John lydon - latest news, breaking stories and comment - The Independent
Arts and Entertainment

Mount Kimbie are playing this year's Festival No. 6.

Theatre: A MIDSUMMER NIGHT'S DREAM Regent's Park Open Air Theatre, London

To some, Toyah Willcox will be best remembered for the frequency with which she changed her hair colour as a punky singer in the early 1980s. She even appeared in a Kenny Everett sketch where the hue of her barnet altered every second. Toyah's problem ever since has been to get people to take her seriously as an actress.

Daniel Synge suggests Four late-night drinking clubs

the elderly gent belonging to a Pall Mall club who once defined a private members' club as "a refuge from the vulgarity of the outside world, where people still prefer a silver salt-cellar which doesn't pour to a plastic one that does" illustrates perfectly the continued reluctance of gentlemen's clubs to join the 20th century. Thankfully, London's new arrivals in clubland have registered both social changes and current tastes, while still managing to preserve a healthy respect for the past. Had enough of the impersonal touch at restaurants, bars and pubs? Get a member of one these clubs to propose you and join the waiting list like everybody else.


JOHNNY ROTTEN, the pale anarchist who screamed "No Future" and wore "Destroy" on his chest when he led the Sex Pistols is now the lithe and tanned John Lydon, who wrote his catty memoirs under the Californian sun. He makes the occasional alternative rock album with his band Public Image Limited.

IVOR CUTLER by Nicola Barker

HEROES & VILLAINS: The novelist Nicola Barker on her hero Ivor Cutler, poet, humourist - and a true vaudevillian

Centrepiece: What a picture

The only time schoolkids ventured into a political dalliance was when they daubed little 'A's inside circles on the playground wall. What did anarchy mean? Nobody knew. But it was big and bad and Johnny Rotten sang about it, so it had to be worth a lunchtime detention. The Pistols split up and the kids grew up, but the movement got a brief shot in the arm from Crass, whose endorsement of anarchy proved lucrative enough to enable them to offload thousands of pounds onto various anarchist organisations, some of whom allegedly took the dosh and bolted. 'That's the trouble with many anarchists,' an insider said. 'They get a bit of money and then they're not so keen on anarchy anymore.'

CENTREFOLD / Rock 'n' roll at a price: Sotheby's are flogging pop memorabilia from Johnny Rotten and other 'rebel rousers'

It seems to happen every month. You watch London Tonight for kitsch value, and there's smug old Alastair Stewart trundling through the news with his supply-teacher tone making everything humdrum and trivial. And doesn't the final filler item (tagged on for those who like the Sun's 'Bizarre' column) always seem to be about some bloody rock'n'roll auction at Sotheby's? Well, there's another one on Thursday but you can't afford anything that's up for grabs, so you'll just have to swoon.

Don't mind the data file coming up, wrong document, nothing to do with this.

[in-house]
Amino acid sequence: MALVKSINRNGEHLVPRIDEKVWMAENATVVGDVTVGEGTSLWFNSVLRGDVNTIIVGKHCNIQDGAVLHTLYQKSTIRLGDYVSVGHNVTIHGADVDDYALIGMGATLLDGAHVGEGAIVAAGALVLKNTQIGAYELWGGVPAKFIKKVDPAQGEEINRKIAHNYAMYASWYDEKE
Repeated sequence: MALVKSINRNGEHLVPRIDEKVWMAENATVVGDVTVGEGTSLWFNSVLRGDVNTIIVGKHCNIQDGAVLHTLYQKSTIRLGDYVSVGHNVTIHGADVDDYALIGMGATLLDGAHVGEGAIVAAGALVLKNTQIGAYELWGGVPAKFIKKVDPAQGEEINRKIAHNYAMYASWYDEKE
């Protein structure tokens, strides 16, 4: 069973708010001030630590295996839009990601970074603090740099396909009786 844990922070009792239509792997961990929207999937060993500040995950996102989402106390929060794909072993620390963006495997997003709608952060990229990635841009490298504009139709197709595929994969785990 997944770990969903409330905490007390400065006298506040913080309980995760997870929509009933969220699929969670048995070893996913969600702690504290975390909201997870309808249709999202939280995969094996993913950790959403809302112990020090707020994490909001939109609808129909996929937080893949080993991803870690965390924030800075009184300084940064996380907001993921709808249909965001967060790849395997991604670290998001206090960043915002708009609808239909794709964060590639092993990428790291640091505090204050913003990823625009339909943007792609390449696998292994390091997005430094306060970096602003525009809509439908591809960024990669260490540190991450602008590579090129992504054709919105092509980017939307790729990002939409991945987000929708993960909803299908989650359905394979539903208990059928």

ROCK / Burning and barking in Berks

ANY BAND that risks third-degree burns in the name of entertainment is all right by me. At the Reading Festival, the Red Hot Chili Peppers were all right by everyone. Their Sunday night performance packed the field fuller than it had been for the entire weekend, so you could be sardined in the first 500-odd rows, or stand so far from the stage you might as well have been watching the show on TV through someone else's sitting-room window.

ART / Show People: California screaming: L7

THERE'S a song called 'Shirley' on the new L7 album. It's an exhilarating drag-racing anthem in the spirit of Amelia Erhart, wherein the California quartet's characteristic scrawny vocals and brutal guitar riffs vie for supremacy with screaming engines and mangled dialogue from the film Heart Like a Wheel. 'What's a beautiful girl like you doing racing in a place like this?' a sports-track announcer asks the song's heroine with time-honoured condescension. Quick as a tyre blowout, the answer comes back: 'Winning.'

RECORDS / New Releases: Jah Wobble's Invaders of the Heart: Take Me to God (Island, CD/LP/tape)

After spells in John Lydon's Public Image Limited, and as a guard on the London Underground, Jah Wobble (ne John Wardle) is an unexpectedly serene chap these days. In demand by the likes of The Orb and Primal Scream for his hypnotic, dub-style bass playing, he also pursues his own musical path. The new album is less browser-friendly than its Mercury Award-nominated predecessor Rising Above Bedlam, but there's a similarly large cast list, with vocals from Dolores O'Riordan (replacing Bedlam's Sinead O'Connor), Chaka Demus and Pliers, and Baaba Maal. But it's the rhythms that count: deep, unhurried and underpinned by the marvellous bass of Wobble himself.

ART / Overheard

We shall set targets for the number of nursery rhymes, jingles and stories children should hear by their fourth birthday . . . If we soak children in language-rich and music-rich experiences their language development will be more successful.

INTERVIEW / Ol' blue eyes is back: After an eight-year gap - 'the householder years' - the Pretenders are in the Top 10 again, and the critics' good books. Geraldine Bedell talks to Chrissie Hynde, while David Cavanagh compares the new album with the old ones

CHRISSIE HYNDE is behaving intolerably: sneering at my questions, snorting at them with hollow, hostile laughter. She only wanted to talk to the music press anyway, she says and last night she had to do an interview with someone who didn't even know who Martin Chambers is, for Chrissake. (He was the drummer in the original Pretenders, and he's back on the new album.) She can't believe she's being asked about all this old stuff. So she sighs a lot, answers in exasperated monosyllables, and affects total amnesia about her past. What did she do when she first came to England? Caught a cab and went to a hotel, she says, raising her eyes to the ceiling.

BOOK REVIEW / Rotten to the core: Rotten: No Irish, No Blacks, No Dogs by John Lydon with Keith & Kent Zimmerman: Hodder pounds 14.99

THIS portrait of the author as a young Sex Pistol is an exhausting, splenetic book, but there is something very gratifying about its refusal to fall into line with the numerous other accounts of the period (which Lydon rubbishes so tirelessly as to become tiresome) and with its subject's obsessive self-validation. Rotten's ranting reminiscences are interspersed with a fascinating body of testimony - some supportive, some healthily contradictory - from his father, his friends, Finsbury Park football hooligans - turned - jewellery designers, fellow Sex Pistols Steve Cook and Paul Jones, record company employees and assorted punk alumni such as Steve Severin, Chrissie Hynde and Billy Idol.